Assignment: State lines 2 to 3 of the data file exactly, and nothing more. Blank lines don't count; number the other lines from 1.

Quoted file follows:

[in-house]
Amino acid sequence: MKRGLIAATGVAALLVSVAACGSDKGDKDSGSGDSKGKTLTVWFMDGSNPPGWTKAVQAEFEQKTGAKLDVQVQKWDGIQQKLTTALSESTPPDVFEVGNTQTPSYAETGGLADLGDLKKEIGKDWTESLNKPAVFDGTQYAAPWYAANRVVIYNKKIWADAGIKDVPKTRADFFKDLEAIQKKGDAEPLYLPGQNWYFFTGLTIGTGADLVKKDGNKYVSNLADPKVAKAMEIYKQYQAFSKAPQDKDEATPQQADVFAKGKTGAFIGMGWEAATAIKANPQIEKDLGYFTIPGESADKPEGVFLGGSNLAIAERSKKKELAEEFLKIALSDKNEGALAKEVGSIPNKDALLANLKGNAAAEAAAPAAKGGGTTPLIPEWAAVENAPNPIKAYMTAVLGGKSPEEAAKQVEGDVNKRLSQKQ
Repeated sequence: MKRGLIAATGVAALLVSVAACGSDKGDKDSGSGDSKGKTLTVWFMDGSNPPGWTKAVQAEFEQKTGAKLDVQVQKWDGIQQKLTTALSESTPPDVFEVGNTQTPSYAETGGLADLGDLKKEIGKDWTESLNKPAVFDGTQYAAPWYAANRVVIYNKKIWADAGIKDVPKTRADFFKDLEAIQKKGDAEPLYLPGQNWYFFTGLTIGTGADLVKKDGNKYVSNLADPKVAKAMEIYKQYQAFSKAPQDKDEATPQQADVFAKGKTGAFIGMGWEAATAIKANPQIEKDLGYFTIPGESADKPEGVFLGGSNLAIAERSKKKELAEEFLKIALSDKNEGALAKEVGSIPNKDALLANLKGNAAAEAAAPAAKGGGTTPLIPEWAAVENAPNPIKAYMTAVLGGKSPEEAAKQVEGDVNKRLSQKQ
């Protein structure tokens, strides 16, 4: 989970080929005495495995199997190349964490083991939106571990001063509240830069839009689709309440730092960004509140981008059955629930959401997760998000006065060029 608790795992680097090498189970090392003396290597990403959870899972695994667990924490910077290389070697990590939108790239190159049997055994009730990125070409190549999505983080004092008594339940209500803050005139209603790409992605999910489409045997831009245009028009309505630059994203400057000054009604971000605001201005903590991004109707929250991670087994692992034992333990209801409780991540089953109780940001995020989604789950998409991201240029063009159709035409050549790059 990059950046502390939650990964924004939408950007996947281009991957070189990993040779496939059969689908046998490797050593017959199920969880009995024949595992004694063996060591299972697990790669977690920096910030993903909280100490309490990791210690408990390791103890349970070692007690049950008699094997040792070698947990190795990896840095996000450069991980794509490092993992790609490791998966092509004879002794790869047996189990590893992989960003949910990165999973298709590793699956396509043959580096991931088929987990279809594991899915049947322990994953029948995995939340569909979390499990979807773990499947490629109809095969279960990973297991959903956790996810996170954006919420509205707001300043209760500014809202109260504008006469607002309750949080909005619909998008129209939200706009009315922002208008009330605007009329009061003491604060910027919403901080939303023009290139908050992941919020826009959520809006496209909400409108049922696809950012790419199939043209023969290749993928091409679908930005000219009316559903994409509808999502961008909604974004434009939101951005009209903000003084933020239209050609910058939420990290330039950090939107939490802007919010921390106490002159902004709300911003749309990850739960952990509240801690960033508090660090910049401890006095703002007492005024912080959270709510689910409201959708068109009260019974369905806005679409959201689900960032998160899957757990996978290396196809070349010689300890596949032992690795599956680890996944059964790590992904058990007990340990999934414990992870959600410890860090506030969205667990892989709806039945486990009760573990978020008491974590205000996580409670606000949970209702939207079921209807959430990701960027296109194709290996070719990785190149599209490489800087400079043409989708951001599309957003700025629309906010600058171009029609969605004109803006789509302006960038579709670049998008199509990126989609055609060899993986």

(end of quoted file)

Amino acid sequence: MKRGLIAATGVAALLVSVAACGSDKGDKDSGSGDSKGKTLTVWFMDGSNPPGWTKAVQAEFEQKTGAKLDVQVQKWDGIQQKLTTALSESTPPDVFEVGNTQTPSYAETGGLADLGDLKKEIGKDWTESLNKPAVFDGTQYAAPWYAANRVVIYNKKIWADAGIKDVPKTRADFFKDLEAIQKKGDAEPLYLPGQNWYFFTGLTIGTGADLVKKDGNKYVSNLADPKVAKAMEIYKQYQAFSKAPQDKDEATPQQADVFAKGKTGAFIGMGWEAATAIKANPQIEKDLGYFTIPGESADKPEGVFLGGSNLAIAERSKKKELAEEFLKIALSDKNEGALAKEVGSIPNKDALLANLKGNAAAEAAAPAAKGGGTTPLIPEWAAVENAPNPIKAYMTAVLGGKSPEEAAKQVEGDVNKRLSQKQ
Repeated sequence: MKRGLIAATGVAALLVSVAACGSDKGDKDSGSGDSKGKTLTVWFMDGSNPPGWTKAVQAEFEQKTGAKLDVQVQKWDGIQQKLTTALSESTPPDVFEVGNTQTPSYAETGGLADLGDLKKEIGKDWTESLNKPAVFDGTQYAAPWYAANRVVIYNKKIWADAGIKDVPKTRADFFKDLEAIQKKGDAEPLYLPGQNWYFFTGLTIGTGADLVKKDGNKYVSNLADPKVAKAMEIYKQYQAFSKAPQDKDEATPQQADVFAKGKTGAFIGMGWEAATAIKANPQIEKDLGYFTIPGESADKPEGVFLGGSNLAIAERSKKKELAEEFLKIALSDKNEGALAKEVGSIPNKDALLANLKGNAAAEAAAPAAKGGGTTPLIPEWAAVENAPNPIKAYMTAVLGGKSPEEAAKQVEGDVNKRLSQKQ